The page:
Top US diplomat to return to N. Korea as Trump hails Kim

By Agence France-Presse

US Secretary of State Mike Pompeo on Wednesday agreed to return to North Korea next month to push forward denuclearization talks as President Donald Trump predicted breakthroughs soon.

US Secretary of State Mike Pompeo has accepted an invitation from North Korea to return to Pyongyang in October 2018 (AFP / MANILA BULLETIN) US Secretary of State Mike Pompeo has accepted an invitation from North Korea to return to Pyongyang in October 2018 (AFP / MANILA BULLETIN)

Pompeo met on the sidelines of the UN General Assembly with his North Korean counterpart, Foreign Minister Ri Yong Ho, to discuss plans for his fourth trip to the longtime US arch-enemy.

Pompeo accepted an invitation from North Korean leader Kim Jong Un to return to Pyongyang in October to move ahead on efforts for "the final, fully verified denuclearization of the DPRK," the State Department said, referring to the North by its official name of the Democratic People's Republic of Korea.

Pompeo will also try to arrange a second summit between Trump and Kim, whose meeting in June in Singapore was the first ever between sitting leaders of the two states.

Trump has hailed his initiative with North Korea as a signature foreign policy success and heaped praise on Kim.

His praise comes just one year after he mocked Kim as a "rocket man" at the United Nations and threatened a forceful military response.

Critics question how much North Korea has actually changed.

The regime, considered by human rights groups to be among the world's most repressive, has carried out six nuclear tests and says it has missiles that can hit the United States, although many analysts doubt its boasts.

Making a deal

Trump announced Wednesday that Kim sent him a new, "extraordinary" letter and said he expected the second summit to take place "fairly quickly."

"We have a very good relationship. He likes me, I like him," he later told a press conference in New York.

"I really believe he wants to get it done. He wants to make a deal, I want to make a deal."

Trump said that the United States would have been drawn into a war with North Korea if he had not been elected.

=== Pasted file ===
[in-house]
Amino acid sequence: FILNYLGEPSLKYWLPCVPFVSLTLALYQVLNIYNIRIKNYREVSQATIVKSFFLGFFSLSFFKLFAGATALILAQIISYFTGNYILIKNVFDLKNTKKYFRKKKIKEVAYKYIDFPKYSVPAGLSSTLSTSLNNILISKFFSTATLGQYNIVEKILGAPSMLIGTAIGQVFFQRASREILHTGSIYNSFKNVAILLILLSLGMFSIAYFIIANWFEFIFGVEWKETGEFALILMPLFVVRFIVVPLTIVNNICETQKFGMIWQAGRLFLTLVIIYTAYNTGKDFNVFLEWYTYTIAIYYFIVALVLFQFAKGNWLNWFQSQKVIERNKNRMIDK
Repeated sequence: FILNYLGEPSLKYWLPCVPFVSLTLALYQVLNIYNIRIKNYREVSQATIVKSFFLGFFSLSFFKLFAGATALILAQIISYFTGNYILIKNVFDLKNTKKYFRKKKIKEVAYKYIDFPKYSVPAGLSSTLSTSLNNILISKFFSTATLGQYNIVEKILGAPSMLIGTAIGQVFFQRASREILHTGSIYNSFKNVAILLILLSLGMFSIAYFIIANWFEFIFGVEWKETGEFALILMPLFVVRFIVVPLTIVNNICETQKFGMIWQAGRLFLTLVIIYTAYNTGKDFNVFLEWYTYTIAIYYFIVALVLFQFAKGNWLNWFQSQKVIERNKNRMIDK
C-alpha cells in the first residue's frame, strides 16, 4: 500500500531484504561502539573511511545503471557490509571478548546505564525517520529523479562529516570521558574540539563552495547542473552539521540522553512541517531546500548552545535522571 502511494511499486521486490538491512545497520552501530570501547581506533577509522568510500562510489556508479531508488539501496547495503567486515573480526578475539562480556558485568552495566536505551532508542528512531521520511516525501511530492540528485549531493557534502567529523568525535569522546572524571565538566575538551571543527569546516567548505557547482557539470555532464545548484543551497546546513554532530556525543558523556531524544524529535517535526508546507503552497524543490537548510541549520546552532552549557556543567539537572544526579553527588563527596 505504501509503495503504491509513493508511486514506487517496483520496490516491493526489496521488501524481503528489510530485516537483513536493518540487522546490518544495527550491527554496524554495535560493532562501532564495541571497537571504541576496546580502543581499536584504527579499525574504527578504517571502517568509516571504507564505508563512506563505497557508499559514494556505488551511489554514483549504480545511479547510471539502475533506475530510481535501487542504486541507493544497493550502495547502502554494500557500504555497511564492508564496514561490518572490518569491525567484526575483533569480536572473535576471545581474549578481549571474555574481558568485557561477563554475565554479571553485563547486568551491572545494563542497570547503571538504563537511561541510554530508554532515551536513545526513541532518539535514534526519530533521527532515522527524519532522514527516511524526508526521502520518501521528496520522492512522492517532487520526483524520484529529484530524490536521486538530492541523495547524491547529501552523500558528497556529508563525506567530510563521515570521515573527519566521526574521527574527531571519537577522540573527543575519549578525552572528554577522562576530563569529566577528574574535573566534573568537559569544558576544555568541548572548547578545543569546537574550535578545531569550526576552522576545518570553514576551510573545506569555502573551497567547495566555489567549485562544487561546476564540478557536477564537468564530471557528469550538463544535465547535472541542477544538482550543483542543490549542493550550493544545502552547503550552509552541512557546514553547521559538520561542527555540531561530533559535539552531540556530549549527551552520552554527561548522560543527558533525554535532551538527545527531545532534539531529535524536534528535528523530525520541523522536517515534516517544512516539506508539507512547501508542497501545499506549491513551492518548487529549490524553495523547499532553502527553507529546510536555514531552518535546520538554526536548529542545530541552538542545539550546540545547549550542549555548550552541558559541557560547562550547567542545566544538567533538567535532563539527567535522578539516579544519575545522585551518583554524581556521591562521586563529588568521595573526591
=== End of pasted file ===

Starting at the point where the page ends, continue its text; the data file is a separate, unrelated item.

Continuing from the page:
"If I wasn't elected, you would have had a war," Trump said before adding that "nobody is talking about that" anymore.

Speaking earlier as he chaired a special session of the UN Security Council on non-proliferation, Trump said: "Kim Jong Un, a man I have gotten to know and like, wants peace and prosperity for North Korea."

But Trump also called for the enforcement of sanctions, which the United States has spent years building through the Security Council in response to North Korea's nuclear and missile tests.

He said the United States accused "some nations" of violating sanctions, including through illegal ship-to-ship transfer of oil to North Korean tankers at sea.

South Korea urges movement

Pushing hard for reconciliation is South Korean President Moon Jae-in, a dove who traveled this month to Pyongyang for the second inter-Korean summit this year.

Addressing the UN General Assembly, Moon said that North Korea "moved out of longstanding isolation on its own initiative and stands before the international community once again."

"Now it is the international community's turn to respond positively to North Korea's new choices and efforts," he said.

In contrast with Trump's call for sustained sanctions, Moon has called for a step-by-step approach to nudge Pyongyang to scrap its nuclear and ballistic missile programs in exchange for sanctions relief.

Japanese Prime Minister Shinzo Abe, who rose to political prominence as a hardliner on North Korea, has also rejected a quick easing of sanctions, but at the United Nations on Tuesday said that he too was willing to meet Kim.

Nevertheless Abe said the focus of any summit would be to resolve the fate of Japanese civilians kidnapped by Pyongyang's spies in the 1970s and 1980s.

Pompeo, in an interview broadcast Wednesday with CBS News, said he believed that North Korea would allow international inspectors to verify any commitments.

"We're not going to buy a pig in a poke," he said.

"We're going to get this right, we're going to deliver on this commitment that Chairman Kim has made to the world, and then there's going to be a brighter future for the North Korean people, and there'll be a more peaceful world."